Twins Tae-Vheon and Sae-Vheon Alcorn are far from average when it comes to involvement at the University of Kansas. The sophomores from Gardner, Kansas are a part of the track team, members of Beta Theta Pi fraternity, owners of a vintage clothing business The Vintage Hawks and committed business school students.
As first-generation college students, the Alcorn twins use their family's determination and work ethic to pursue their endeavors. They grew up with their two older brothers, late father Antonio Alcorn Sr., mother Stephanie Tisinger and stepfather Ray Tisinger.
Their mother came to the United States from Mandeville, Jamaica, at 13 years old. However, due to financial difficulties she was unable to attend college and decided to focus on supporting her family.
“Statistically speaking, we weren’t supposed to be here,” Sae-Vheon said. “I know our parents didn’t have these opportunities, but we do and hope to make the most of it.”
The twins found their passion for running track in the fifth grade. Their love for running continued throughout middle school and into high school, where the twins specialized in the 200M and 400M events at Gardner Edgerton High School.
College scouts quickly took notice of the twins’ speed, with Division I programs including Kansas, Missouri, Iowa and the Naval Academy expressing interest to both of the twins. Their strong ties to KU made the decision easy.
“KU was always our number one,” said Tae-Vheon. “Growing up and seeing just how successful our brother was at KU, it really inspired us. We saw first hand just how great the support system was at KU.”
The twins had strong ties to the Greek community before attending KU, because their older brother Stephonn was a member of Sigma Nu, as well as Student Body President in 2016. As high school seniors, they went through the recruitment process, and both decided on Beta Theta Pi.
“The house and the history was our petition,” Sae-Vheon said. “The academic success and meaningful culture brought us here."
After arriving at Beta Theta Pi their freshman year, the twins quickly learned the importance of time management as the responsibilities within their fraternity and other campus involvements added to their busy schedules.
“It is cool to see them balance such a busy schedule and stay involved at the house,” said Cade Gollier, a freshman Beta Theta Pi member from Ottawa. “They value their time at Beta and the university in general.”
Sae-Vheon currently serves as Beta Theta Pi’s vice-president of external relations, while Tae-Vheon runs the house’s Instagram page.
In the spring of 2020, the Alcorn twins saw a rise in popularity of vintage clothing in the community and started Vintage Hawks, an Instagram shop full of thrifted KU gear. The business began gradually, as the brothers spent their first few weeks going from thrift store to thrift around the Kansas City area buying anything KU-related.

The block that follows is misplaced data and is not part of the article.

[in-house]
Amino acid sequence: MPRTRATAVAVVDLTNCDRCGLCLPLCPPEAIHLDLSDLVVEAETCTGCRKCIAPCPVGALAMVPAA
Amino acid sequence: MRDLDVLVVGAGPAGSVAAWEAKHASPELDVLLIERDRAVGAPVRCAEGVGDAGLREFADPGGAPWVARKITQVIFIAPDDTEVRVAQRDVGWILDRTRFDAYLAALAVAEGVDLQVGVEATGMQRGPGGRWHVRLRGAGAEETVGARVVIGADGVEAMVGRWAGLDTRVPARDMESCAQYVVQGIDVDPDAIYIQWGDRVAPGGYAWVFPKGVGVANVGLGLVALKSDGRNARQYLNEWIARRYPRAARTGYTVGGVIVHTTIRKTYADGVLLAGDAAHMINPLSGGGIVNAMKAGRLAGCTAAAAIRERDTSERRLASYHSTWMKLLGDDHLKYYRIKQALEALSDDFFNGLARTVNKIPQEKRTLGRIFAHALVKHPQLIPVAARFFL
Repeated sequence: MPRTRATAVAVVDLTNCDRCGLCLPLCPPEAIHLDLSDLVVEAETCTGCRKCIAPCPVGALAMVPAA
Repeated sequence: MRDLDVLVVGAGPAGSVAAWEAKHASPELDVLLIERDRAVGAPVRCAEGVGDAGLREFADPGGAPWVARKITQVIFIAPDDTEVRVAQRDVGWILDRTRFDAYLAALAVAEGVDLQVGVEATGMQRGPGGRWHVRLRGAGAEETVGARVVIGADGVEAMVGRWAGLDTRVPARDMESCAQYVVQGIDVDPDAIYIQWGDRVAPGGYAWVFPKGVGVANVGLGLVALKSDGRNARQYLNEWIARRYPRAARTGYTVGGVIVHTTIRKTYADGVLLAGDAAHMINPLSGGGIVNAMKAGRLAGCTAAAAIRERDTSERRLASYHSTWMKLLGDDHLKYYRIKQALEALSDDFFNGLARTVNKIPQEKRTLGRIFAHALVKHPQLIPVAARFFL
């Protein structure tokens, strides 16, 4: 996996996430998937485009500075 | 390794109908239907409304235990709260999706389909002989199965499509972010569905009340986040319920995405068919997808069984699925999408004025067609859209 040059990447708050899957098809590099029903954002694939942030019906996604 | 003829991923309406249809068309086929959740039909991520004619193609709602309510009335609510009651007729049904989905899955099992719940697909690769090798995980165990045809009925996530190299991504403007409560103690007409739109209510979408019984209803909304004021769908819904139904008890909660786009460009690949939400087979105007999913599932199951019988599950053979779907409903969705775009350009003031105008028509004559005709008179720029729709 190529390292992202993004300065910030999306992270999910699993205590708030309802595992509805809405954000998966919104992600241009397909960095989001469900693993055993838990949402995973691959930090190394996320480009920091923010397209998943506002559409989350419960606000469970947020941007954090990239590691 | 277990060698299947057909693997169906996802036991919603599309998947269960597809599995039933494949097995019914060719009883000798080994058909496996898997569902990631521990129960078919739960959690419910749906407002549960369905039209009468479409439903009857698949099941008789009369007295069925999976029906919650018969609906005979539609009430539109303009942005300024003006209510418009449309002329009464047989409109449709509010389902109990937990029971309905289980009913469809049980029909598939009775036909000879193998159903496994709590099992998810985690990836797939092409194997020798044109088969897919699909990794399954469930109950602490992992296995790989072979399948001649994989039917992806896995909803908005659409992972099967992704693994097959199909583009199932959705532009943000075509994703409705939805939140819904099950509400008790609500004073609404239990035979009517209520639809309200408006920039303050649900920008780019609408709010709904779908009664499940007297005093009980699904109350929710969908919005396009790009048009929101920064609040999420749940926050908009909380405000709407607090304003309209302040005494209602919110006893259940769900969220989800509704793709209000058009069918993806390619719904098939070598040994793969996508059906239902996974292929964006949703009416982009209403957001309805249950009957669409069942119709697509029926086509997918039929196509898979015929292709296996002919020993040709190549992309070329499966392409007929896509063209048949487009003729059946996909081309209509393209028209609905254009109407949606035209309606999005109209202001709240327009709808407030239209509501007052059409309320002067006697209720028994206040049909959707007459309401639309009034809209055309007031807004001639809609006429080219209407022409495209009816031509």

A year later, Sae-Vheon and Tae-Vheon are CEOs of one of KU’s top vintage clothing accounts, with Vintage Hawks growing to over 7,000 followers on Instagram. The brothers began partnering with thrift shoppers from all over the Kansas City and Lawrence areas to help them acquire products.
“They are constantly working on getting the product and flipping it,” said Luke Stanford, freshman Beta Theta Pi member and community service chair. “They are the hardest working guys I know, plain and simple.”
This isn't the Alcorn brother's first encounter with social media attention. In high school, the two brothers each gained over a million followers on Vine. Tae-Vheon’s Vine account was similar to Barstool sports, posting funny sports related content, while Sae-Vheon’s Vine account served as a fan page for actor Dylan O’Brien.
Both saw this as a money making opportunity and started an LLC. They sold clothing to customers around the world using a method known as drop shipping. Drop shipping is a sales process where the seller is never in possession of their products. People would order products and they would be shipped directly from China to the buyer.
“In high school, teachers would have to tell us to get off our phones repeatedly,” Tae-Vheon said. “We’d always respond with ‘we literally can’t, we are making money right now.’”
The brothers plan to continue running Vintage Hawks until they graduate in May 2023, at which point they hope to sell the business to their fraternity to give younger students the opportunity to learn to operate a business. The brothers plan on pursuing careers in investment banking and private equity after graduation.